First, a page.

This hut circle settlement, enclosure and boundary wall on Twelve Men's Moor has survived well without any evident or recorded disturbance. The soil build-up since their construction will also preserve contemporary land surfaces and environmental deposits. It contains a small group of contemporary, inter-related structures which, together with its proximity to other broadly contemporary hut circles and field boundaries, demonstrates well the nature of settlement during the Bronze Age.


Legacy Record - This information may be included in the List Entry Details.


The monument includes a small unenclosed hut circle settlement with an adjacent ovoid enclosure and attached boundary wall, situated near a Prehistoric field system and other scattered hut circles in the broad valley between Kilmar Tor and Hawk's Tor, part of Twelve Men's Moor on eastern Bodmin Moor. The hut circle settlement includes four stone hut circles. Three are situated south of the enclosure's eastern end and form a cluster separated by gaps 1-2m wide; the fourth hut circle is situated 33m north of the other three, on the opposite side of the enclosure's eastern end. The hut circles survive with circular walls of heaped rubble, up to 1.5m wide and 0.8m high, around levelled internal areas ranging from 3m to 6.5m in diameter. The walls contain occasional inner facing slabs and entrance gaps are visible in two examples, facing north and ENE respectively. One of these entrances is flanked to one side by an end-set slab, called an orthostat. The smallest hut circle incorporates two massive ground-fast boulders in the northern sector of its wall. The enclosure is defined by a wall of heaped rubble, up to 1.25m wide and 0.7m high, incorporating some lengths of boulders placed in a contiguous line. The wall encloses an ovoid internal area measuring 46m ENE- WSW by 25m maximum NNW-SSE and encompasses a small but marked natural terrace in the hillslope. A low rubble wall, up to 1.5m wide and 0.4m high, extends WSW for 52m from the western end of the enclosure, causing an angular change of direction in the enclosure wall where the two walls meet. All of the walling in the monument has a considerable build-up of deposits against its uphill, southern, sides comprising material washed down the hillslope since its construction.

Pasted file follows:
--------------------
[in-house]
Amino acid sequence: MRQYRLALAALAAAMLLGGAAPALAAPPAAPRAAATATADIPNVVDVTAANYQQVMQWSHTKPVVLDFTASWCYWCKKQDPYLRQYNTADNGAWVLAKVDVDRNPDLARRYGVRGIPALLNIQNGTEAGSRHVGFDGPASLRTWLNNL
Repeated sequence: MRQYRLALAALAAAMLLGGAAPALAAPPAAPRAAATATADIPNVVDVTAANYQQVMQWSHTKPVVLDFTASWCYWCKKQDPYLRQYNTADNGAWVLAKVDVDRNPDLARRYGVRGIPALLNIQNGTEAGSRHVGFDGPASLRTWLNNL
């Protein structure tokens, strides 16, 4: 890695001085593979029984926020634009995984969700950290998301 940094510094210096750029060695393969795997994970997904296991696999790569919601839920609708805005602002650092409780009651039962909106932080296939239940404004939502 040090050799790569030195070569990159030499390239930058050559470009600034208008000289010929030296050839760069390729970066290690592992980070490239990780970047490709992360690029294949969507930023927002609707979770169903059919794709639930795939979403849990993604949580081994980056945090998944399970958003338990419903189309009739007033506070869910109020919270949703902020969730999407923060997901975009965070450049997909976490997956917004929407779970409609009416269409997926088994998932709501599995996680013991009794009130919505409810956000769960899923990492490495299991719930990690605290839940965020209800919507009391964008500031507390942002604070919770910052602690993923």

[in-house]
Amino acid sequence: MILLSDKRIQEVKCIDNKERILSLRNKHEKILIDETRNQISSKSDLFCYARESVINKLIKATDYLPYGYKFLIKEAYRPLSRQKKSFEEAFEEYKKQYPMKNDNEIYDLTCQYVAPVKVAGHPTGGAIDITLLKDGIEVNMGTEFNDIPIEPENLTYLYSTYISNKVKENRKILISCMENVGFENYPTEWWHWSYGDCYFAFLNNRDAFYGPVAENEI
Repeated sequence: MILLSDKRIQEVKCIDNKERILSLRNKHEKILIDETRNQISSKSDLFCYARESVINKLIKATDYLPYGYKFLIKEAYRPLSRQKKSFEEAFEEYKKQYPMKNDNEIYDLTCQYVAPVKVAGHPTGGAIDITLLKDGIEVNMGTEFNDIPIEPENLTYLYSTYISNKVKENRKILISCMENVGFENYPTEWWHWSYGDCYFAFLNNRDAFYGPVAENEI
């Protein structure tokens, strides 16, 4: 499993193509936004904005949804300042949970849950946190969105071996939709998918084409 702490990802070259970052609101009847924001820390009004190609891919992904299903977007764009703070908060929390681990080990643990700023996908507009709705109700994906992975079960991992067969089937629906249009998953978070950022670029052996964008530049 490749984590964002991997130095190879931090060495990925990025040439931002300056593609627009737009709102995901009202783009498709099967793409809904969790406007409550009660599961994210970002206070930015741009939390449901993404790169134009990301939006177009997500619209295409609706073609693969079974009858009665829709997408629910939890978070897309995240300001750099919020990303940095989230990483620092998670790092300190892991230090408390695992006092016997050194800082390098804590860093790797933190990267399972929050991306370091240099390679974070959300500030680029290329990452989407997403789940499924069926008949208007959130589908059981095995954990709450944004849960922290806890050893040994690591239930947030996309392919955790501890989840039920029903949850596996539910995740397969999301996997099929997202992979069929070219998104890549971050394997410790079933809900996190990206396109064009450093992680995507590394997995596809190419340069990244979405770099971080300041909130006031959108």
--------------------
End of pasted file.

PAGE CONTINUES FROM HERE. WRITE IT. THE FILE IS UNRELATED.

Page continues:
MAP EXTRACT The site of the monument is shown on the attached map extract. It includes a 2 metre boundary around the archaeological features, considered to be essential for the monument's support and preservation.

Selected Sources

9/1991, Carter, A./RCHME, 1:2500 AP transcription for SX 2575 (Consulted 9/1991),
Consulted 9/1991, Cornwall SMR entries for PRN 1190.05/6/7/8,
consulted 9/1991, Cornwall SMR entry for PRN 1014,
consulted 9/1991, Cornwall SMR entry for PRN 1173,
consulted 9/1991, Cornwall SMR entry for PRN 1190,
Consulted 9/1991, Cornwall SMR entry for PRN 1190.11,

National Grid Reference: SX 25492 75416


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The above map is for quick reference purposes only and may not be to scale. For a copy of the full scale map, please see the attached PDF - 1009805 .pdf

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This copy shows the entry on 16-Aug-2018 at 09:09:05.

End of official listing